Health systems

Drugs and technology

WHO/Stephenie Hollyman

For health services to be effective, drugs and technology must be available, efficacious, of high quality, safe and rationally used. It is a health system’s role to achieve these objectives in balance with other necessary resources.

Advances in technology – such as new drugs or diagnostic equipment – can improve health outcomes and the overall performance of a health care system. But innovations also present challenges because their introduction alters the balance between resources and often, increases the cost of care. In the past few decades, revolutionary advances in medicine and technology have altered the roles of hospitals and primary health and community care facilities. Responsive health systems examine these changes in the light of their priorities and consider what changes, if any, to make.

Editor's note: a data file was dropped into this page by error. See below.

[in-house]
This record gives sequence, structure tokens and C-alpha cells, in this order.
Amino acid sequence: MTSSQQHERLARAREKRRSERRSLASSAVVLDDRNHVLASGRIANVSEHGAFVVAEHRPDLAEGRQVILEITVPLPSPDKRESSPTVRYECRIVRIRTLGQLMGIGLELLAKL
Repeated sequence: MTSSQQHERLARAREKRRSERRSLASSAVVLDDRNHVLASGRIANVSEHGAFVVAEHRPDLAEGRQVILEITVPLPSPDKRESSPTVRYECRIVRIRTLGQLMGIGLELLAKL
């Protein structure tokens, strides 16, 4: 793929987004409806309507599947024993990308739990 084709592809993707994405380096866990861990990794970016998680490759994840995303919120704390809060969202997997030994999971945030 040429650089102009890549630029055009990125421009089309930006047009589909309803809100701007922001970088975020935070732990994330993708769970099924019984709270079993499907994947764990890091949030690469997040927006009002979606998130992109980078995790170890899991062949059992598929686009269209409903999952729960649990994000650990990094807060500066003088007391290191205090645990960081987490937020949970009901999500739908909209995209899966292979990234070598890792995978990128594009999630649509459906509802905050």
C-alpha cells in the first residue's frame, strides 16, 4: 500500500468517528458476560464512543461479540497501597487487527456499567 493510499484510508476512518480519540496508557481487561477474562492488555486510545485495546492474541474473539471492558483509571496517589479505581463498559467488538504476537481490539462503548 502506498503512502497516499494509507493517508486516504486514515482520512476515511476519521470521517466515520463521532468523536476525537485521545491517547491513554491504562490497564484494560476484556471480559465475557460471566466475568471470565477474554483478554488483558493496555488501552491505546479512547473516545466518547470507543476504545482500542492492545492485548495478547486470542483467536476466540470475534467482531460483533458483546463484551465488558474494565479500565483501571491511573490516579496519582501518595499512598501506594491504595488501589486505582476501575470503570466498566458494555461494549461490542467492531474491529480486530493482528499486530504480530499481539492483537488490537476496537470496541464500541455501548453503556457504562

Poor countries have only limited possibilities for investing in modern medical technologies or paying for the latest medicines, lest they sacrifice essential, life-saving primary level services. Wealthy countries also need to balance the needs of the general population against demands for hi-tech medicine and its tendency to escalate the cost of health care overall.

Prices for many drugs and technologies are set not by local but rather by international markets. International stewardship is needed to represent the interests of consumers in low-income countries, especially those facing heavy burdens of infectious and parasitic diseases.

Drugs and technology Helpful resources

Essential drugs

Access to vaccines

Blood products and related biologicals

Health technology

Medical devices & equipment

Medicines and technologies for health


Health systems

A well-functioning health system
working in harmony is built on having
trained and motivated health
workers, a well-maintained infrastructure,
and a reliable supply of medicines
and technologies, backed by adequate
funding, strong health plans and
evidence-based policies.